Location: Kern County, California
According to pioneer Tehachapi businessman Pete Vukich (b 1916) "it's called Double because of the way that mountain looks, it's been called that as long as I can remember".
This mountain is not cited on the diseño (ca 1840) of the Mexican Land Grant Rancho La Liebre (which was directly south), nor on the survey maps of W.P. Blake for the Pacific RR (1854). The Southern Pacific RR opened service through Tehachapi in 1876 but the company long ago discarded all historical records. However, the peak name was almost certainly given during the late 1860's, by someone in the employ of General Edward Fitzgerald Beale (1822-93). At that time Beale was purchasing all available land in the vicinity and creating his mammoth (265,215 acre) Téjon Ranch. Beale originally earned fame in the Mexican-American War after our defeat at the Battle of San Pascual (1847). He prevented what otherwise would have been the destruction by General Andrés Pico (1810-76), of the us "Army of the West" (once 1,458 men, reduced to 100 wounded survivors), commanded by General Stephen Watts Kearney (1784-1848). The nearest aid was Commodore Robert Field Stockton (1795-1866), in command of a us Navy flotilla anchored in San Diego harbor. That night was bitterly cold and the rain that had poured all day continued, but with "Kit" Carson (1809--68) as guide, Beale went for help. At one point Beale's boots dislodged a few stones, so they desperately tried crawling barefoot over slippery rocks and through nearly impenetrable chaparral until they were past the enemy lines. When they were safely distant, Beale's bloody and swollen feet would not accept his boots so he hiked barefoot for remaining 60 miles. Somehow they made it, but Beale refused to collapse until he had made his report. The subsequent rescue of Kearney turned the tide of the war in California. Later, promoted for bravery to Captain, he acted as a courier to Washington during and after the war (1845-49), and brought the first news of gold. He surveyed potential railroad routes to California (1853); gained respect as a fair and honest Superintendent for Indian Affairs (1853-56); created the exotic (but short lived) us Army Camel Corps for the 1st Dragoons that he now commanded at nearby Fort Téjon, and engineered a road through "Beale's Cut" (1857) that opened a northern portal to landlocked Los Angeles. He was Surveyor-General of California- (1861-65), when he purchased Rancho La Liebre.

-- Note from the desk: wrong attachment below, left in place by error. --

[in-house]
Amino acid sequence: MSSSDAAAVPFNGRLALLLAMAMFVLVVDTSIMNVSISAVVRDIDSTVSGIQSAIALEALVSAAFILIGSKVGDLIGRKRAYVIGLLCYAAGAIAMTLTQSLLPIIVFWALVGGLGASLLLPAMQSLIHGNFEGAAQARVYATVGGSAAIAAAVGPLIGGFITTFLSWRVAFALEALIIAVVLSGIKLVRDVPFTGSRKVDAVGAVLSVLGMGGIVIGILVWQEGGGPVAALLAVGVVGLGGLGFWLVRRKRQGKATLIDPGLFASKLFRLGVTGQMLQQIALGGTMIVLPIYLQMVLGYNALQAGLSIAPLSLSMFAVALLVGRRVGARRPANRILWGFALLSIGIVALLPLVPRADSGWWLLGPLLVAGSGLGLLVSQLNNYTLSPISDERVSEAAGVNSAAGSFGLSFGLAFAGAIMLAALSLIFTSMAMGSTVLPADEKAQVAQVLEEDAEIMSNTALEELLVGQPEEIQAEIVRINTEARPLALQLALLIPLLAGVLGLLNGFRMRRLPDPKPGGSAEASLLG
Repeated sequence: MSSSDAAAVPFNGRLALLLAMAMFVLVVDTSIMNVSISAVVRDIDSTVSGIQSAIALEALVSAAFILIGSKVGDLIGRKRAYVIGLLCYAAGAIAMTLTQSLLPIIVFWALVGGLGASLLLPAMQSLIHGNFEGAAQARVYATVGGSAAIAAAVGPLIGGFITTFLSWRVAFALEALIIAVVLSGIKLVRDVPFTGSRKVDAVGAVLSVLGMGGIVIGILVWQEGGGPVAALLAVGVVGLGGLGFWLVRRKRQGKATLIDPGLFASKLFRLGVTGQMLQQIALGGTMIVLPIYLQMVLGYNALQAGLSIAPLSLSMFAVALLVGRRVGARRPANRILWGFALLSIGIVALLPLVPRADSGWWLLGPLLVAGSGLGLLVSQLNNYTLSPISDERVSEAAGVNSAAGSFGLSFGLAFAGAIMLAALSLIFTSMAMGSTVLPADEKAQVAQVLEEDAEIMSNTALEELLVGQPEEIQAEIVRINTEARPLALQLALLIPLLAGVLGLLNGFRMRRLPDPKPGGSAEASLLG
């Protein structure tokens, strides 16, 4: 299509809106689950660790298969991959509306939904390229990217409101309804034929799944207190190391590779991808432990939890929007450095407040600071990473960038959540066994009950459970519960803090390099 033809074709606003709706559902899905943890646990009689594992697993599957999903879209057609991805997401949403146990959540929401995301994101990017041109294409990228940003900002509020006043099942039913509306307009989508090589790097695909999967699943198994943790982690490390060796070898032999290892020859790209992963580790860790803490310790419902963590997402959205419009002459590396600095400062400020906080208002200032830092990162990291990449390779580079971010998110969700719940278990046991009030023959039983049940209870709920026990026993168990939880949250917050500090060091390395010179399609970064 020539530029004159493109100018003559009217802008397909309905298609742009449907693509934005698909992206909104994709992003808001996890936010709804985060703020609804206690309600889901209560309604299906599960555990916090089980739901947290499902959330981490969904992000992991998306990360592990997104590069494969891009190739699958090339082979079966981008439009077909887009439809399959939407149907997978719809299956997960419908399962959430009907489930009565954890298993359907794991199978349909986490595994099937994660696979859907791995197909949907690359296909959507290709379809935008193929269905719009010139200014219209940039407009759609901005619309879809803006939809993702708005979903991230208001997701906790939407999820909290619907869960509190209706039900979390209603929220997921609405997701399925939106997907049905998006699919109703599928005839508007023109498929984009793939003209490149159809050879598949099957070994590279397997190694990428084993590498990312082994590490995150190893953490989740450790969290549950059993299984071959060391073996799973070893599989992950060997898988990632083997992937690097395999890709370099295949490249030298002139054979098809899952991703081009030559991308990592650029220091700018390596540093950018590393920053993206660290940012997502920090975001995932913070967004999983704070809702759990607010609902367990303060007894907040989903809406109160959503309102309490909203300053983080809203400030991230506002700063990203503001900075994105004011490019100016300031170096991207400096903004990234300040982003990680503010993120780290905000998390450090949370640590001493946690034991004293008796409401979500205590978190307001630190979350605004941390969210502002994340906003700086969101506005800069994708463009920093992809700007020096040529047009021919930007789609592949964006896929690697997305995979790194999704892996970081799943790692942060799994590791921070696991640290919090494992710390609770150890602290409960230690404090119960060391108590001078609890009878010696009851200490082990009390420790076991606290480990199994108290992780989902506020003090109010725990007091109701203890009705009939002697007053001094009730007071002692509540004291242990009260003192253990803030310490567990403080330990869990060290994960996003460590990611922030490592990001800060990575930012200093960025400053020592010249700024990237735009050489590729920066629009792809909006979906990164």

The exact date this peak received its name remains indefinite, but it was quite obviously given as a description of the nearly twin knobs that form its summit. Name appears on USGS Neenach topo (1943).
Peak was on the original 1946 HPS Peak List.